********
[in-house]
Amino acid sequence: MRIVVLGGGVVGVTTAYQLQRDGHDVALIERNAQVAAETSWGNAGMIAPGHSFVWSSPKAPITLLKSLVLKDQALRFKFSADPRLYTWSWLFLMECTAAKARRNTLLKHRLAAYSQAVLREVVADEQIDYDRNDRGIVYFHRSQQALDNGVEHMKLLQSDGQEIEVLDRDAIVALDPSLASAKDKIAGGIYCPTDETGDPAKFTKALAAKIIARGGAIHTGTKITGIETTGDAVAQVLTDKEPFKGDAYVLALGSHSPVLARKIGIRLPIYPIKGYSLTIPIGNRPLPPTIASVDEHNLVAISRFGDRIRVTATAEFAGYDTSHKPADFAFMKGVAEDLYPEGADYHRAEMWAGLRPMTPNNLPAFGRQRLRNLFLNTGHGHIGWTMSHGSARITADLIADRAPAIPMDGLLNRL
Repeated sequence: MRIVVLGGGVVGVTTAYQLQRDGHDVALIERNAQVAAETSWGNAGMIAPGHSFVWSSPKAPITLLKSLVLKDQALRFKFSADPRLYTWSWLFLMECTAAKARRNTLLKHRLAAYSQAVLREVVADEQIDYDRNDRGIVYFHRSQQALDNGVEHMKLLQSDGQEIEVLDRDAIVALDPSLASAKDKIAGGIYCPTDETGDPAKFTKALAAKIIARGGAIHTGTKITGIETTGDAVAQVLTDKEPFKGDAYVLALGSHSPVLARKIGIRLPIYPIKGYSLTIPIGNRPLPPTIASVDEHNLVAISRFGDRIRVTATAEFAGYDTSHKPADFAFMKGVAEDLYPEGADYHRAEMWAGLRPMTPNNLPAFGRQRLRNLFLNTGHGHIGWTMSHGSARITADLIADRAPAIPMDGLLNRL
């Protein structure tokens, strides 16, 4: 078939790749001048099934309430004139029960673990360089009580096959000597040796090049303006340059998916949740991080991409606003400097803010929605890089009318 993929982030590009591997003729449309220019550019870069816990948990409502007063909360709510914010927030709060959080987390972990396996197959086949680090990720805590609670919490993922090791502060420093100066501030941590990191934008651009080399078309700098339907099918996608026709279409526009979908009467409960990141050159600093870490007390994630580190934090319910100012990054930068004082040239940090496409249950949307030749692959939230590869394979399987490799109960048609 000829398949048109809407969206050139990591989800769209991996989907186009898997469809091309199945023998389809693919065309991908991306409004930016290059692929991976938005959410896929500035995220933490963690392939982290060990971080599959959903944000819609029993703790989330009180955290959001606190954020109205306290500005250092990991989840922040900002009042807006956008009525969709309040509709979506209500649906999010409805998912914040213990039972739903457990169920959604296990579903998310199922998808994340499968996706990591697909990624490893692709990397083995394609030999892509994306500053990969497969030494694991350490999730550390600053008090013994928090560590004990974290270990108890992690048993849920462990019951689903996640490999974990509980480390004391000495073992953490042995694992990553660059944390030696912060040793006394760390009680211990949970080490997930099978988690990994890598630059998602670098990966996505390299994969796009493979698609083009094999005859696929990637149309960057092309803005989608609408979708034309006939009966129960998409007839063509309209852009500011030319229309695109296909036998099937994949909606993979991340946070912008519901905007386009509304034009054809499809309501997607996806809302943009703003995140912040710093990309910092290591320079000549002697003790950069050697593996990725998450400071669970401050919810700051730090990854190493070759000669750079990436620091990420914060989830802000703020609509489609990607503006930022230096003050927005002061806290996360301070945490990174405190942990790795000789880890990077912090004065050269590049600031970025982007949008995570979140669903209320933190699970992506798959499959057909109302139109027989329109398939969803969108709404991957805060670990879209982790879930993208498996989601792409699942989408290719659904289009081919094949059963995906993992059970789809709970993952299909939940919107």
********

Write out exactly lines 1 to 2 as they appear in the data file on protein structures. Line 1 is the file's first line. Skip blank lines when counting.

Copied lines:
[in-house]
Amino acid sequence: MRIVVLGGGVVGVTTAYQLQRDGHDVALIERNAQVAAETSWGNAGMIAPGHSFVWSSPKAPITLLKSLVLKDQALRFKFSADPRLYTWSWLFLMECTAAKARRNTLLKHRLAAYSQAVLREVVADEQIDYDRNDRGIVYFHRSQQALDNGVEHMKLLQSDGQEIEVLDRDAIVALDPSLASAKDKIAGGIYCPTDETGDPAKFTKALAAKIIARGGAIHTGTKITGIETTGDAVAQVLTDKEPFKGDAYVLALGSHSPVLARKIGIRLPIYPIKGYSLTIPIGNRPLPPTIASVDEHNLVAISRFGDRIRVTATAEFAGYDTSHKPADFAFMKGVAEDLYPEGADYHRAEMWAGLRPMTPNNLPAFGRQRLRNLFLNTGHGHIGWTMSHGSARITADLIADRAPAIPMDGLLNRL